bumping thread in hopes that xbulder (or anyone else that can help) will see and have chance to respond to my post above . . . thank you! :slight_smile:

Hi Pipedown,

I’m a new user myself, but I’ve been doing a lot of reading and I can answer a couple of your questions, although I’m sure you can get more detail from the audi’s.

I believe that Life Learning refers to the HA remembering how you change the volume and/or program setting in each situation that the HA is programmed to recognize. I believe my aids have 3 programs: speech in quiet, speech in noise, and music. It’s amazing that we pay so much for these things and can’t get the specs in this area. Anyway, I believe that if I used a control that would allow me to change the volume and program setting, the HA would remember this and change it for me the next time I am in this environment. Audi’s, please correct me if I am wrong on this point.

Data logging was not too complex as far as what I could see in my audi’s office on my Phonak Audeo V. It recorded what percentage of the time I was in noise or quiet. It recorded what my average usage was per day. It probably recorded one or two other things that didn’t seem very useful.

Digital will be more costly than analog because a lot of design goes into the programming of the DSP (Digital Signal Processor) which will make some sophisticated attempts to improve your comprehension in noisy environments, cancel feedback and wind noise, etc. I haven’t had an analog aid before (just got my first aid only about 3 weeks ago), so someone who has had both could tell you more. I would guess that you would be more pleased with the results of the digital processing though.

Hope this helps, and perhaps the gurus will answer soon …

Data Logging is pretty much exactly what was explained in the pp. It records how much time the HA is turned on, how long the wearer has been in certain programs or settings, and sometimes how the wearer has been adjusting the volume control and such. It is only recording this info and is passive. Data Learning (or Life Learning), on the other hand, is active. It records the changes that the wearer makes and gradually adjusts the hearing aid to those preferences over time, so ideally the wearer is not having to change the settings on the hearing aid.

Digital hearing aids–as far as I’ve seen-- have come down in price so much that the basic (and some mid-ranges) aren’t any more expensive, and sometimes less so, than the analog HAs. It is cheaper for the manus to mass produce the chips than to individually set analog hearing aids. I think that analog aids make up ~2% of the market.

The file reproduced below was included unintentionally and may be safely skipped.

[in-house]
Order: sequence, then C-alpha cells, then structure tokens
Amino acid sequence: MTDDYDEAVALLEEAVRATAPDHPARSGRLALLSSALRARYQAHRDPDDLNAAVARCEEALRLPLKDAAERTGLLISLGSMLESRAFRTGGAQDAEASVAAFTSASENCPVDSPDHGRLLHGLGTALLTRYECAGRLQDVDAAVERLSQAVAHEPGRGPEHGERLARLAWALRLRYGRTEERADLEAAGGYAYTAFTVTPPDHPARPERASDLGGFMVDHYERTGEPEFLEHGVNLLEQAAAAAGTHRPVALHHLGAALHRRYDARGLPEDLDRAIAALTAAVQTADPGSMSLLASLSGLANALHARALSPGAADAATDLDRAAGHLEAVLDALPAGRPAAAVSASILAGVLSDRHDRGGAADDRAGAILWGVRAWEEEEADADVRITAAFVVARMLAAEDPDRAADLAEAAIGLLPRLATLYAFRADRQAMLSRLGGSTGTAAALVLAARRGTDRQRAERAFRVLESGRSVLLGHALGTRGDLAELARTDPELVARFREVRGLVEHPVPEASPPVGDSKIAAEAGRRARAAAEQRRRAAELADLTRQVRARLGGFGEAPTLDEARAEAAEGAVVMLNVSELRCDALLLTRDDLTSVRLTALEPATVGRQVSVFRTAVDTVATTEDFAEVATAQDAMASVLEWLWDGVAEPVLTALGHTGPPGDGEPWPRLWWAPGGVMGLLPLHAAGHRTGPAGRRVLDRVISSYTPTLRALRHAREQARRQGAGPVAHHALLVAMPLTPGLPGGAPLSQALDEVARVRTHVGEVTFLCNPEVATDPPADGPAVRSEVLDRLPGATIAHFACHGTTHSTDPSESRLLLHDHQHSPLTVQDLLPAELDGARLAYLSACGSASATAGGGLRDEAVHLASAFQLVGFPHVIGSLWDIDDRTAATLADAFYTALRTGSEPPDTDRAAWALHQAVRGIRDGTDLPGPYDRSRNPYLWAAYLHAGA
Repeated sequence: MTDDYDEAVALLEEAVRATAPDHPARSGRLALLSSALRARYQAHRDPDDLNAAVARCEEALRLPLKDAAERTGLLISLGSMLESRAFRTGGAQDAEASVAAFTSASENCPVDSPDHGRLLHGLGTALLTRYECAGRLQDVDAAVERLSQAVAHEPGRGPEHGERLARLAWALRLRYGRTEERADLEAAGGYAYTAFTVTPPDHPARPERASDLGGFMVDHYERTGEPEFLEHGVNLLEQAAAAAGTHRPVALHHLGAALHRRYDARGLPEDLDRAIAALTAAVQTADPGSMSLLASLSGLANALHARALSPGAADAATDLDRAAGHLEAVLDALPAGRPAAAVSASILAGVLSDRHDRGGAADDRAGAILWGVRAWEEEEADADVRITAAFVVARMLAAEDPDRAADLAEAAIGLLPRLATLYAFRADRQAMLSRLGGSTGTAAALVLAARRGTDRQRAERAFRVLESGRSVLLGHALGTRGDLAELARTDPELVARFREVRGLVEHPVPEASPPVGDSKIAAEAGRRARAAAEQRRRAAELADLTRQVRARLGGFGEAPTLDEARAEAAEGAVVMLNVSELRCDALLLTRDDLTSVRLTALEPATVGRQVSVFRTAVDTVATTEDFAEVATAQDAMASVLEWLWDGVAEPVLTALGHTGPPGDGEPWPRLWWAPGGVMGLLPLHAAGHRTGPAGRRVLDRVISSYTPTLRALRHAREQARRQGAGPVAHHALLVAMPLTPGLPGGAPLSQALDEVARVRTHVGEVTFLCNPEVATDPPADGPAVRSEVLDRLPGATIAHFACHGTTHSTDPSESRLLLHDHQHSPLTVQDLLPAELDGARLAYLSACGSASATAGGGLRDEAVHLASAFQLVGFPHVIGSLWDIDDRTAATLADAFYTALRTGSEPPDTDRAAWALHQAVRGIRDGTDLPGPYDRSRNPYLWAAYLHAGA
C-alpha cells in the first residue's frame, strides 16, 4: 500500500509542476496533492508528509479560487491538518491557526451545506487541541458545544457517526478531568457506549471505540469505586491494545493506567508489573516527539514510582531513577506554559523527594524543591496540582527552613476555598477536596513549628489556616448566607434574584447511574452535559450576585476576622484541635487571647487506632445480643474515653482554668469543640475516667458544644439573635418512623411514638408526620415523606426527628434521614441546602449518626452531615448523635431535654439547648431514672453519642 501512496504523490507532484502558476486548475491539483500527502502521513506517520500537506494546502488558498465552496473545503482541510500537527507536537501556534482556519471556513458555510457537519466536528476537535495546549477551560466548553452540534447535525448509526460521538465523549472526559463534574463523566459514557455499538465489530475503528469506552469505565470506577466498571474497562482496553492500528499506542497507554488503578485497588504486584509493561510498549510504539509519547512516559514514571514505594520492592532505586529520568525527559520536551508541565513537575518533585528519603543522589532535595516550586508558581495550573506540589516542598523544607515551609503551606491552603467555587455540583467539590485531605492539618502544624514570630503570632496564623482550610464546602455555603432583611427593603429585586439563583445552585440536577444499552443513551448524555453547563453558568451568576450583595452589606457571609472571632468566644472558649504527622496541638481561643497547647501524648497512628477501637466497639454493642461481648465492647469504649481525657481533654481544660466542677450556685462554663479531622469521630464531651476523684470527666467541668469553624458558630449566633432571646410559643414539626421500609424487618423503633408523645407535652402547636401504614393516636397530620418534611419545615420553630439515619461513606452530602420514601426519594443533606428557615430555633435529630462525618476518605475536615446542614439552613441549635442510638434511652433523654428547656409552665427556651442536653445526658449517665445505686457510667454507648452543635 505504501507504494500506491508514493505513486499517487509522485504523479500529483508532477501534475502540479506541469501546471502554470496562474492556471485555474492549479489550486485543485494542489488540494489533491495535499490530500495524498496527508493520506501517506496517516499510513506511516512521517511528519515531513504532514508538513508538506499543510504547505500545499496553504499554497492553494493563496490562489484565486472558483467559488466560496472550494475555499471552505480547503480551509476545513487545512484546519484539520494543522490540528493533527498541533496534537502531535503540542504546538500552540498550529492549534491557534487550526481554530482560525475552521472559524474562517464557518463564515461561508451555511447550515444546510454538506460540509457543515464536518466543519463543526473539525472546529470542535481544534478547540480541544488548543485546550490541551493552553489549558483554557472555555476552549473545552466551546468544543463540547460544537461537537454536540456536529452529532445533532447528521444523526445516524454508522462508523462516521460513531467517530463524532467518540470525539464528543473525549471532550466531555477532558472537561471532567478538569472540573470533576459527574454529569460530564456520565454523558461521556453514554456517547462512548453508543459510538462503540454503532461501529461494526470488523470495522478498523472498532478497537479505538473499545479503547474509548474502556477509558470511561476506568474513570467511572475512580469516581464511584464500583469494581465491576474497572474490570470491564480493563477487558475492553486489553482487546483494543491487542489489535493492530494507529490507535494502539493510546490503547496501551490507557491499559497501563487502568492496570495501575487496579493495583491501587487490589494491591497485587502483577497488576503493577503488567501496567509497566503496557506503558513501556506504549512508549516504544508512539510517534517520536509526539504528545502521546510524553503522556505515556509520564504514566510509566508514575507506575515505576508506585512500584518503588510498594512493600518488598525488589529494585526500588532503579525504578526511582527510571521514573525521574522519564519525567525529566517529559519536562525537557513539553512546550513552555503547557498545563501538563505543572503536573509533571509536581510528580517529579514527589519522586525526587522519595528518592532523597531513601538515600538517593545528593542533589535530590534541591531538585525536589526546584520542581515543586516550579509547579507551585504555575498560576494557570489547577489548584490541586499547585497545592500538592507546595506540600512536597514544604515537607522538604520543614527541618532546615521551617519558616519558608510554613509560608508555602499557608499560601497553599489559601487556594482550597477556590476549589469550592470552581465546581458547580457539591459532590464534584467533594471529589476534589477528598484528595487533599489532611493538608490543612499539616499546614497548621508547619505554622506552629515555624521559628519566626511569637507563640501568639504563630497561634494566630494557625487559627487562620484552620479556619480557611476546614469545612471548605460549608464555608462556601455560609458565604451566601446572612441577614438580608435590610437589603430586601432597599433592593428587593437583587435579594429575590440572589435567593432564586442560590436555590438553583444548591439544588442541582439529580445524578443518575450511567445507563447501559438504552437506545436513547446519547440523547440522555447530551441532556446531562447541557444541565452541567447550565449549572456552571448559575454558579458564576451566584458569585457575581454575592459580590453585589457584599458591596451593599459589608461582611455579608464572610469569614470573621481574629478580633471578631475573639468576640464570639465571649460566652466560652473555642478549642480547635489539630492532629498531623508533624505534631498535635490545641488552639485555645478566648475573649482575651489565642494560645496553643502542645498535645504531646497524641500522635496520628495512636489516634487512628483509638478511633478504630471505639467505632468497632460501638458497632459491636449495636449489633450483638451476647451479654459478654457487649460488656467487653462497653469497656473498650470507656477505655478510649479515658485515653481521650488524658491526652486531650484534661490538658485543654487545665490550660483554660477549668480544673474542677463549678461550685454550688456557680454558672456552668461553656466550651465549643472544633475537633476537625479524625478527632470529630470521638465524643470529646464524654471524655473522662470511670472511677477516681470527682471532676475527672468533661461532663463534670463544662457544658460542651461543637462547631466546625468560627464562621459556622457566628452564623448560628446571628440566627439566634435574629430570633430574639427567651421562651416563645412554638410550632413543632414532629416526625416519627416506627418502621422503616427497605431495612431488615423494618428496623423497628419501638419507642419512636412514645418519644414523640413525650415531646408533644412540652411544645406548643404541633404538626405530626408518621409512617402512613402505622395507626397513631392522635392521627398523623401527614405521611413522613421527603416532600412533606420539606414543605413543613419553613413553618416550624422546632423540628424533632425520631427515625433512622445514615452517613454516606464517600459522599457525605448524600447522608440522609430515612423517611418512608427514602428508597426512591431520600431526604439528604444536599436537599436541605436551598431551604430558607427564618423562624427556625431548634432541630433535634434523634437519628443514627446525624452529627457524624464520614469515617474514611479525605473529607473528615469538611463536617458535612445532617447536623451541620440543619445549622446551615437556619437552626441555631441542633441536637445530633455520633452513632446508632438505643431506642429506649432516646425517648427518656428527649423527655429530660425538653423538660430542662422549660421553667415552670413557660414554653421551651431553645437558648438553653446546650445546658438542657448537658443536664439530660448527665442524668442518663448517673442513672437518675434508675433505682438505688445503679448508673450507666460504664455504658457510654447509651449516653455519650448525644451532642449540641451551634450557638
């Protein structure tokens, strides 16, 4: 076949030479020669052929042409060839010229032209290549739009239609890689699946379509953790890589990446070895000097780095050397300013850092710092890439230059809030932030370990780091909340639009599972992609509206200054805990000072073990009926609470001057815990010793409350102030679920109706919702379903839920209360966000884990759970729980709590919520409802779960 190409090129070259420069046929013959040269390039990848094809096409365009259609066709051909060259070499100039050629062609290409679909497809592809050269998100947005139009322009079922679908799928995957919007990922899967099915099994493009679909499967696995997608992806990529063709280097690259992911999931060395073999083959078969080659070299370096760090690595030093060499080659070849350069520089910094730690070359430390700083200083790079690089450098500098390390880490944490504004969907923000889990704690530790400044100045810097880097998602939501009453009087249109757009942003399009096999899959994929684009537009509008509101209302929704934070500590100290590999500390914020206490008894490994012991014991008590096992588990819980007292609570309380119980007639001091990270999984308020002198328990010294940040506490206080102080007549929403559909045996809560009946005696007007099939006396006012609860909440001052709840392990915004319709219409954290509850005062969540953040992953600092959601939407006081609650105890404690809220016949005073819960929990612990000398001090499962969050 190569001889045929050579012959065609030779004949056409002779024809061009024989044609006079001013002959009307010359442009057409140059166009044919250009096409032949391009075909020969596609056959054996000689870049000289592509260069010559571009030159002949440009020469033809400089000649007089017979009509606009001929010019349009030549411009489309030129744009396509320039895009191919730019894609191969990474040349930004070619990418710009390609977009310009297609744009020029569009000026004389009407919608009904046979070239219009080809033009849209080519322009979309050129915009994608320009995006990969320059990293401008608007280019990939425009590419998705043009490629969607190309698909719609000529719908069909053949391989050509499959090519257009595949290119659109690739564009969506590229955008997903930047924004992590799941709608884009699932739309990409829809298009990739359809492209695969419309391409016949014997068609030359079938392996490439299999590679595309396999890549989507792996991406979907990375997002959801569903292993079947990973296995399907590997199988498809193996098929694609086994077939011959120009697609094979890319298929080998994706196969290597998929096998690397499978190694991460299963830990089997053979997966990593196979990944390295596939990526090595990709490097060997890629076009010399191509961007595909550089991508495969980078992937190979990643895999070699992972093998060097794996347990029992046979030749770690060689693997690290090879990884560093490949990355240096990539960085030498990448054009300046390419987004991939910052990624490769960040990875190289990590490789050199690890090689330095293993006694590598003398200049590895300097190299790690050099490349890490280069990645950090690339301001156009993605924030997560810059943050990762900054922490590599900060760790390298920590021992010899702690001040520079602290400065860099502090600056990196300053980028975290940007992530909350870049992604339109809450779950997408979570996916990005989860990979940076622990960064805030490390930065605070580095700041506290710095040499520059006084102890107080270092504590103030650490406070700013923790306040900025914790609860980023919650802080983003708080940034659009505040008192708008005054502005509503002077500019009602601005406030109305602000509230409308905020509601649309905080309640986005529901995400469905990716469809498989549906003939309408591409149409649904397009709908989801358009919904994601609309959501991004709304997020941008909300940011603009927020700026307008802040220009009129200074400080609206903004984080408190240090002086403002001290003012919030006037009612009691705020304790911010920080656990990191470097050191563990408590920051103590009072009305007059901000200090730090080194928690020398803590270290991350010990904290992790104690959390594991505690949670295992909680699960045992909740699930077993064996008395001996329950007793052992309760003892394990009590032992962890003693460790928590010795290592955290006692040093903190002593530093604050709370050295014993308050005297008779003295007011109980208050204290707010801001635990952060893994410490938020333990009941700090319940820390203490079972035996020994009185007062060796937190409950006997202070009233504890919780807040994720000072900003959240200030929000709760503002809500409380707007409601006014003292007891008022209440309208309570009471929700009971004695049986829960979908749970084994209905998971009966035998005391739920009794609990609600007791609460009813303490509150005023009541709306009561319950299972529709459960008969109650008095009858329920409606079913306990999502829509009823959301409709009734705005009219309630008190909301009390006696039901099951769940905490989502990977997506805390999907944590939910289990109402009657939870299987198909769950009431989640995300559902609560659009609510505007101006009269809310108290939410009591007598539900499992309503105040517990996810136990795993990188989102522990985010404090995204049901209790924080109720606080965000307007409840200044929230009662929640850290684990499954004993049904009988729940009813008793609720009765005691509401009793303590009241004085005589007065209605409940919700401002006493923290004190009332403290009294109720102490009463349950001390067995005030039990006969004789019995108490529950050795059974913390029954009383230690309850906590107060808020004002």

For wind noise mgmt, you might experience wind noise amplification without the wind noise manager. It is kind of like blowing into a mic–same effect. :slight_smile: I always recommended them for my patients when I was fitting hearing aids.

Thank you davew and coppertop!

I will be going to my first ha appointment in a little over a week and will post back.

I now have a much better idea of the basics, allowing me to go this appointment a little better informed.

Your help is much appreciated,

pipedown :wink:

Pipedown…New at this! Trying to learn how to post, navigate this forum, etc.

I too am about to buy a pair of HA’s and am exploring this forum for as much info as I can find. I live in a small town, but am 50 miles from Atlanta where many choices are available. My local store sells Audibal only, and that’s who will be doing the testing.

Any comments, pro or con, on the Audibel12?? Thanks for any response

I worked for Audibel for four years. The Virtue 12 sounds like the aid you are talking about. It’s the most impressive hearing aid I’ve ever seen. The parent company to Audibel is Starkey and they call the same aid the Destiny 1200.

There is also a 16 available for a shade more money that has some enhancements over the 12.

I don’t see a drawback at all to the 12. It has the most impressive background noise reduction systems I’ve seen, the feedback suppression is outstanding. I’d put it toe to toe with anything on the market today.

Audibel have a factory in Norcross, so you could even take a tour if you want. It’s a very impressive facility.

What could be better than buying locally, the factory just down the road, and some incredible all American technology!

I’m a fan. I’ve fitted close to 200 patients with this kind of technology since it came out, and I am completely sold on it. I fitted my grandfather in law with the 16 and he said he hadn’t heard that well in 20 years. He’s worn just about every brand of aid out there.

As for the downside, I guess it would be cost. What price were you quoted for the 12?